So what, exactly, is a “qualified education expense”?  Well, like most statutes, there are definitions inside the definitions.  Tracking a little further, we find the answer in (b)(2):  A “qualified education expense” includes either a “qualified higher education expense” (which is defined here in the same way as it is in 529s, the other kind of tax advantage account mentioned above) or a “qualified elementary and secondary education expense”.  If we drill down a little further, we find that that the term “qualified elementary and secondary education expense” is defined in the very next subsection, (b)(3), which utilizes the phrase “public, private, or religious school.”  This raises the question of what, exactly, is a “school”?  At last we come to the language that is of interest to us here, (b)(3)(B):

“The term “school” means any school which provides elementary education or secondary education (kindergarten through grade 12), as determined under State law.”

So, under the existing U.S. Code, one can use funds from a Coverdell ESA for education expenses in the K-12 years only if you are in a state that allows home schools to be operated as/defined as a private or religious school under your state’s law.   

According to the Home School Legal Defense Association, this is a minority of states – only 14 out of 50. In the other 36 states, a home school is not defined as a private or religious school.  Public, private, religious, and home schools are defined separately. In those 36 states, then, a home school would not meet the definition of a “school” under the current 26 U.S.C. Section §530. The result is that parents in those states cannot elect to utilize a Coverdell ESA for K-12 expenses. They cannot qualify, because their home schools do not meet the current definition of “schools” in the IRS Code. Home schooling parents in those states are, therefore, being disadvantaged at tax time.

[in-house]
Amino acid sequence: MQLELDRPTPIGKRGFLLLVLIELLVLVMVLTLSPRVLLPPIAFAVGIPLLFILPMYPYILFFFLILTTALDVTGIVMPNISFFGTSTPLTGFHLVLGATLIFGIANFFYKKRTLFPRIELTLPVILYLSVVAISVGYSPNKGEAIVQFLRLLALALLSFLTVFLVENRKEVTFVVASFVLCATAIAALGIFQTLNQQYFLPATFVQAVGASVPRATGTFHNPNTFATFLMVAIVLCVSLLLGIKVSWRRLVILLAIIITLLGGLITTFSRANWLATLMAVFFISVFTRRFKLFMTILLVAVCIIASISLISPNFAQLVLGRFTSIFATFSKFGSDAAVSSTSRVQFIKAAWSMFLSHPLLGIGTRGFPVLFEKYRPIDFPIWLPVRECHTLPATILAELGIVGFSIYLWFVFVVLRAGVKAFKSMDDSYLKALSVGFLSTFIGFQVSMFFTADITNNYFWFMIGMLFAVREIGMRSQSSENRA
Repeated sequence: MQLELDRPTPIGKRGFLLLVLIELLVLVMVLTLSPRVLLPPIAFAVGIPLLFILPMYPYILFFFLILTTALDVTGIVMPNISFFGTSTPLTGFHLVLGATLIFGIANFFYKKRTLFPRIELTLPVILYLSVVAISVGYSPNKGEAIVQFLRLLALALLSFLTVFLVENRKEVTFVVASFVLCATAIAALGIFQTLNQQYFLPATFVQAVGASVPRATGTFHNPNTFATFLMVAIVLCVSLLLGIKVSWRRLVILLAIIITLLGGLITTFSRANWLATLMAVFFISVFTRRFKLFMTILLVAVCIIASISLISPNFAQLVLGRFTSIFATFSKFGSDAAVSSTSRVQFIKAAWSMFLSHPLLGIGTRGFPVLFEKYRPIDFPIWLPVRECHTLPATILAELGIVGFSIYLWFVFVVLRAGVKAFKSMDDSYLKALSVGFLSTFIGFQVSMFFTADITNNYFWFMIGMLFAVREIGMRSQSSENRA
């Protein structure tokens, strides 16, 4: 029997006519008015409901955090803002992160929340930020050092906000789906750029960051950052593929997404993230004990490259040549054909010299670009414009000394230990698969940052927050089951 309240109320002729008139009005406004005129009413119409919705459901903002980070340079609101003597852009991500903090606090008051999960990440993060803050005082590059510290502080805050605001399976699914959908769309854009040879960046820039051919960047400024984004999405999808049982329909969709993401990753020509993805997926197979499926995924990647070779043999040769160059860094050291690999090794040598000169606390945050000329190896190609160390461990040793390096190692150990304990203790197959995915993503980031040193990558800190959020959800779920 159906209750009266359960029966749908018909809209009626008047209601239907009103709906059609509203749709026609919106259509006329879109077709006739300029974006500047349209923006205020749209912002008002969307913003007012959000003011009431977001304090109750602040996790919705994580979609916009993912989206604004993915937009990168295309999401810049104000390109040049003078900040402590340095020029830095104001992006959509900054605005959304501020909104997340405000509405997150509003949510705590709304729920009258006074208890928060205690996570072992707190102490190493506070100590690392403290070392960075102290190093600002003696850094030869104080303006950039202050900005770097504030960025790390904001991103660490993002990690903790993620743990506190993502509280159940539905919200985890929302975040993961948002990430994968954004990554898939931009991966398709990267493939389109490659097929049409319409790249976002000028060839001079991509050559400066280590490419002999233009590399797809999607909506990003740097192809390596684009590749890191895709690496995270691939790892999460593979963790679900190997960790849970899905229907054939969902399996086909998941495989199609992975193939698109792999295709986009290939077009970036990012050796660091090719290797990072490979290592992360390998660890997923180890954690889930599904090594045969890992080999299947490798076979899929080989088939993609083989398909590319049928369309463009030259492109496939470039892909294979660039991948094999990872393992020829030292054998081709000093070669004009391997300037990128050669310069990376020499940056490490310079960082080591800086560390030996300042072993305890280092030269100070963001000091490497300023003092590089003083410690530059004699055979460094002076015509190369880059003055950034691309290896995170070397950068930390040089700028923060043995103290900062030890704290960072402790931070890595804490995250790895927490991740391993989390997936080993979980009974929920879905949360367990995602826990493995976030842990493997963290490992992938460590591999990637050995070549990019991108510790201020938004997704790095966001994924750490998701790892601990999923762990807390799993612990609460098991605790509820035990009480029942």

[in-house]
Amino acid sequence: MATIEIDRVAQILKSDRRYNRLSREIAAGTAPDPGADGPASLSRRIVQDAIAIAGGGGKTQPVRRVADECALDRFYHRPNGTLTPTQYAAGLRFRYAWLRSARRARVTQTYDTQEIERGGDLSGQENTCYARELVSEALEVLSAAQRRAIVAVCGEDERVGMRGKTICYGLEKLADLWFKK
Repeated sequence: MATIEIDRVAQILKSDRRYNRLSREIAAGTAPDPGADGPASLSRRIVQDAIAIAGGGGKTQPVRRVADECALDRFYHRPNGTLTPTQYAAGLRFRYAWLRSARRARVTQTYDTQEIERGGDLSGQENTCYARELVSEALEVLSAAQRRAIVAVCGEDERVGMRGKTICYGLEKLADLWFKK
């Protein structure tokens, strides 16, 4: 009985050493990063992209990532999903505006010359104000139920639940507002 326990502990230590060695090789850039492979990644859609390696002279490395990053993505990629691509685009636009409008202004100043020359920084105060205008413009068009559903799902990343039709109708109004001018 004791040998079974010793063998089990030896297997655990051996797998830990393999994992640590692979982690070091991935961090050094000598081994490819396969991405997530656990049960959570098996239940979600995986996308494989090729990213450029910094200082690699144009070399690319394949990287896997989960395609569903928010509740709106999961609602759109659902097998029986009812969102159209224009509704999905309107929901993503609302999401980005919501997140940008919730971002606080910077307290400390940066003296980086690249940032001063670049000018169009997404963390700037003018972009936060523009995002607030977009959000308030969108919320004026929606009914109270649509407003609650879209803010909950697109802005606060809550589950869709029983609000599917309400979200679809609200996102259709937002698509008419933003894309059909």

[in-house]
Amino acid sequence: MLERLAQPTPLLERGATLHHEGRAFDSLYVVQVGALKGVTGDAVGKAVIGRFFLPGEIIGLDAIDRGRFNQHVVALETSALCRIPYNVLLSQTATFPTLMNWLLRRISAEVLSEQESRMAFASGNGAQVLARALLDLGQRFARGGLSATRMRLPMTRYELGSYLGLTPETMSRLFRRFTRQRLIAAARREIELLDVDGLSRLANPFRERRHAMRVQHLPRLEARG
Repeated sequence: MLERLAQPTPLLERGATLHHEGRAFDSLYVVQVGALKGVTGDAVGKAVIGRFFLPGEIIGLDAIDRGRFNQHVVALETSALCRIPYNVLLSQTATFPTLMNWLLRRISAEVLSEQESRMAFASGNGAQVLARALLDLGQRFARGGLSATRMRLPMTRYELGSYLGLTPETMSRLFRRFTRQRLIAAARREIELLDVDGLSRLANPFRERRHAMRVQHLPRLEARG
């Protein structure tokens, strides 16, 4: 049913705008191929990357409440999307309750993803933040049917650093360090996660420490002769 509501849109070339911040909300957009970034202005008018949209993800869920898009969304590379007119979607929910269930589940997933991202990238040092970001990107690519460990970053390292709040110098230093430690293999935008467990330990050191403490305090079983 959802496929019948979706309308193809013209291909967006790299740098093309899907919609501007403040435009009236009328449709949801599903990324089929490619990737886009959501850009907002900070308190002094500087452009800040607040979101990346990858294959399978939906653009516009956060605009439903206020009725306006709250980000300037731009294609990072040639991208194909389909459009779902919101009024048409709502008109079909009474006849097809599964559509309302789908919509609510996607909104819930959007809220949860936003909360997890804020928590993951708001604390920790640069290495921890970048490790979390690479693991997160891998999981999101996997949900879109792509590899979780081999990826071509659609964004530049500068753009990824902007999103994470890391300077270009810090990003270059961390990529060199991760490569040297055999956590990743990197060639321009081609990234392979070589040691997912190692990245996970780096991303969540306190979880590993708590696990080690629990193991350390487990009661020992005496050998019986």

This is precisely the problem that part two of S. 306 is trying to fix. It is worth nothing that the chief sponsor of S. 306 is Senator Mike Lee, the only member of Congress to have a perfect 100 score from both Heritage Action and Conservative Review.  (Cruz is at 100 with Heritage Action and 97 with Conservative Review).

The second section of S. 306 would change the definition of “school” as it applies to Coverdell ESAs by adding this language into subsection (b)(3):

(C) Private school
For purposes of this section, the term ‘private school’ includes any home school that meets the requirements of State law applicable to such home schools, whether or not such school is deemed a private school for purposes of State law.

If SB 306 is enacted and signed into law (unfortunately, it’s been stalled in the Senate Finance committee since late January of 2015), then the language from SB 306 would get “plugged in” to 26 U.S. Code § 530(b)(2)(3) as a new subsection (C). The whole definition of “school” in § 530 for purposes of a Coverdell ESA would then read this way:

(B) School
The term “school” means any school which provides elementary education or secondary education (kindergarten through grade 12), as determined under State law.

(C) Private school
For purposes of this section, the term ‘private school’ includes any home school that meets the requirements of State law applicable to such home schools, whether or not such school is deemed a private school for purposes of State law.